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China Angrily Demands US Cancel 5th Proposed Arms Package To Taiwan

Tyler Durden's Photo
by Tyler Durden
Monday, Jul 18, 2022 - 08:51 PM

Last Friday the Biden administration unveiled the fifth US arms sale to Taiwan, with the US Defense Security Cooperation Agency detailing $108 million for the proposed package, which is reportedly for parts and repairs on tanks and combat vehicles, with a portion of the funds set aside for US government and "contractor technical and logistical support".

"The proposed sale will contribute to the sustainment of the recipient's vehicles, small arms, combat weapon systems, and logistical support items, enhancing its ability to meet current and future threats," the Pentagon had announced.

Image source: NBC

In response, China's state-run Global Times quickly complained that "The figure of $108 million is an unreasonably high price for just spare parts and intangible technical assistance, and it is obvious that the US arms firms are again leeching on Taiwan for its money."

And to be expected, Beijing is demanding that the United States immediately cancel the new $108 million deal, warning that the Chinese PLA military is ready to "take all necessary measures" to safeguard its national sovereignty -  a now very familiar refrain surrounding the Taiwan issue.

According to the Monday foreign ministry statement by spokesman Wang Wenbin:

The US arms sales to China’s Taiwan region seriously violate the one-China principle and the stipulations of the three China-US joint communiqués, especially the August 17 Communiqué of 1982. The sales gravely undermine China’s sovereignty and security interests, and severely harm China-US relations and peace and stability across the Taiwan Strait. China firmly opposes and strongly condemns this. We have made serious demarches to the US side over this.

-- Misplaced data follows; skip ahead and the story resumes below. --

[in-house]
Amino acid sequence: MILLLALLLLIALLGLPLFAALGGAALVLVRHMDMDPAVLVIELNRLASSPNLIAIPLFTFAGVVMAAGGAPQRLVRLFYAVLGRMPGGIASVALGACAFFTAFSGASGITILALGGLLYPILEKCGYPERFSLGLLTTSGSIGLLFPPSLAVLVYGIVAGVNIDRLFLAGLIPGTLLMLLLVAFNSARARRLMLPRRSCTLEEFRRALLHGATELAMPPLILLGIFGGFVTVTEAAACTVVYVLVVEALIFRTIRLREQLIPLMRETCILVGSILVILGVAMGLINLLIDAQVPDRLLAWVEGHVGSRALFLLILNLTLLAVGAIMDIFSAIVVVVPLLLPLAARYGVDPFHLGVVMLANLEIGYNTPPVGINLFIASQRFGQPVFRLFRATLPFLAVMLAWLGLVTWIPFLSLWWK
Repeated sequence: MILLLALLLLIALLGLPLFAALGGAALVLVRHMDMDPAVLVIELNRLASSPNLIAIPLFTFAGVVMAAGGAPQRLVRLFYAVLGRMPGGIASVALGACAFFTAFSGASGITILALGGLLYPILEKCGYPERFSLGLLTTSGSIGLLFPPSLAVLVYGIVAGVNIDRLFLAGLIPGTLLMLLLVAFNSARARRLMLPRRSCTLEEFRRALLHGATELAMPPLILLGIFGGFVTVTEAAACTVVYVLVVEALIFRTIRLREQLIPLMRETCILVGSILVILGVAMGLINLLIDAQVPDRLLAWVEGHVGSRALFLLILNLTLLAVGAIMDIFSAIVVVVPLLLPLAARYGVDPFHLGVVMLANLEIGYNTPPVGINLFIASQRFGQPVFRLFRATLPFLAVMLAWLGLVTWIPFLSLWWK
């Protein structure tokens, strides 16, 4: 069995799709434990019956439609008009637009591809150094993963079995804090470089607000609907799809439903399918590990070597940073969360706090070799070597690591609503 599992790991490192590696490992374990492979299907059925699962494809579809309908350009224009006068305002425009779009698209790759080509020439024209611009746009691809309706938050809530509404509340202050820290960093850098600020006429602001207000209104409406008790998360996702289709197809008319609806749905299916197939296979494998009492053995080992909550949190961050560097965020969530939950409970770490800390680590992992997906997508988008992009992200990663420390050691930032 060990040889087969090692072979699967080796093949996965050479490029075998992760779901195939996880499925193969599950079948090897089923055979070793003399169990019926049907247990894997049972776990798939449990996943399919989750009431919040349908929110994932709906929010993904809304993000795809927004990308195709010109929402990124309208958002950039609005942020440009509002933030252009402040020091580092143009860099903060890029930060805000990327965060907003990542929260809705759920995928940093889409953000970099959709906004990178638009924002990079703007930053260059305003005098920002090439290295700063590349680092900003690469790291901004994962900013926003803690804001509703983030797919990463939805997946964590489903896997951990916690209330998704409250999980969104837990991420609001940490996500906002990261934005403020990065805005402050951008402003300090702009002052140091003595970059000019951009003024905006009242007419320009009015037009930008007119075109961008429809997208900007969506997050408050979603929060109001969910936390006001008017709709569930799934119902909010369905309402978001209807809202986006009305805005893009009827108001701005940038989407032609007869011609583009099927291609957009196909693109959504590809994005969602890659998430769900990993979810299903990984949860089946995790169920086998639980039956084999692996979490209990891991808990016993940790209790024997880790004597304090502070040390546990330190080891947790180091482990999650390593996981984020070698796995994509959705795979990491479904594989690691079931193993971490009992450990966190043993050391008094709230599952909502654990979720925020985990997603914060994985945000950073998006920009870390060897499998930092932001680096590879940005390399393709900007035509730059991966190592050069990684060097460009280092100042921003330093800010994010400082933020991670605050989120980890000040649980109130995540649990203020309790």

He called on Washington to immediately "stop arms sales to and military contact with Taiwan and stop creating factors that could lead to tensions in the Taiwan Strait."

Further the spokesman underscored "China will continue to take resolute and strong measures to firmly defend its sovereignty and security interests."

Meanwhile, Chinese state media and officials are also denouncing a visit to the democratic-run island of Trump's defense chief, former US Secretary of Defense Mark Esper on Monday. GT writes, "Chinese mainland experts said despite having been out of the US government for about two years, Esper, who has close ties to the US military-industrial complex, will push for the arms package that Republicans want to see on the island of Taiwan."

Russia's invasion of Ukraine has heightened fears in Washington that Taiwan could be the next global geopolitical hotspot where US interests are challenged through a "shock" invasion of an allied population.

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